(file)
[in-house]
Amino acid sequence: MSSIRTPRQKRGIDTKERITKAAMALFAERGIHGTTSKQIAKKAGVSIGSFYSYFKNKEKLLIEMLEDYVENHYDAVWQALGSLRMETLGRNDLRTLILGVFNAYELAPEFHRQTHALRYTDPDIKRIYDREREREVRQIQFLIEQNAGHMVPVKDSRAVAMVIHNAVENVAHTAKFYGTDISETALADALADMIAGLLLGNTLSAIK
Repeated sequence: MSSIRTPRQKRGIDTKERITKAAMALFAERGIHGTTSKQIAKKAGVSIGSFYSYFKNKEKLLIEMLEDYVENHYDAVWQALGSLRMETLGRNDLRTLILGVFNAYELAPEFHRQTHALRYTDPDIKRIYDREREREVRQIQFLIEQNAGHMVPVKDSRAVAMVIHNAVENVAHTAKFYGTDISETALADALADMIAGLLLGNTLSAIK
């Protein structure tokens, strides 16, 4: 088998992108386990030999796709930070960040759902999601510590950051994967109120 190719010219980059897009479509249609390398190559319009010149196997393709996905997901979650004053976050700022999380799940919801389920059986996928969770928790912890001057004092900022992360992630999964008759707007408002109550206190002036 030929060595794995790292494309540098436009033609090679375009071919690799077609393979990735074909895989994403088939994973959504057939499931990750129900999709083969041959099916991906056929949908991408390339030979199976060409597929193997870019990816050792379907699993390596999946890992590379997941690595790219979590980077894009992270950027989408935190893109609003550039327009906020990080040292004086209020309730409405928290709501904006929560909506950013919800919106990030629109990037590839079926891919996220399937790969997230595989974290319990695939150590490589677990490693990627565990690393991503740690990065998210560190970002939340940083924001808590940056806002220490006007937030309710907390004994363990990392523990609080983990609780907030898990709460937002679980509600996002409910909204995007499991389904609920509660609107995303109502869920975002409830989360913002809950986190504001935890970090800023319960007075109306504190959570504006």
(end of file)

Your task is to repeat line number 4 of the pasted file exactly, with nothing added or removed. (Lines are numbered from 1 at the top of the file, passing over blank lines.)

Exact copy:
């Protein structure tokens, strides 16, 4: 088998992108386990030999796709930070960040759902999601510590950051994967109120 190719010219980059897009479509249609390398190559319009010149196997393709996905997901979650004053976050700022999380799940919801389920059986996928969770928790912890001057004092900022992360992630999964008759707007408002109550206190002036 030929060595794995790292494309540098436009033609090679375009071919690799077609393979990735074909895989994403088939994973959504057939499931990750129900999709083969041959099916991906056929949908991408390339030979199976060409597929193997870019990816050792379907699993390596999946890992590379997941690595790219979590980077894009992270950027989408935190893109609003550039327009906020990080040292004086209020309730409405928290709501904006929560909506950013919800919106990030629109990037590839079926891919996220399937790969997230595989974290319990695939150590490589677990490693990627565990690393991503740690990065998210560190970002939340940083924001808590940056806002220490006007937030309710907390004994363990990392523990609080983990609780907030898990709460937002679980509600996002409910909204995007499991389904609920509660609107995303109502869920975002409830989360913002809950986190504001935890970090800023319960007075109306504190959570504006």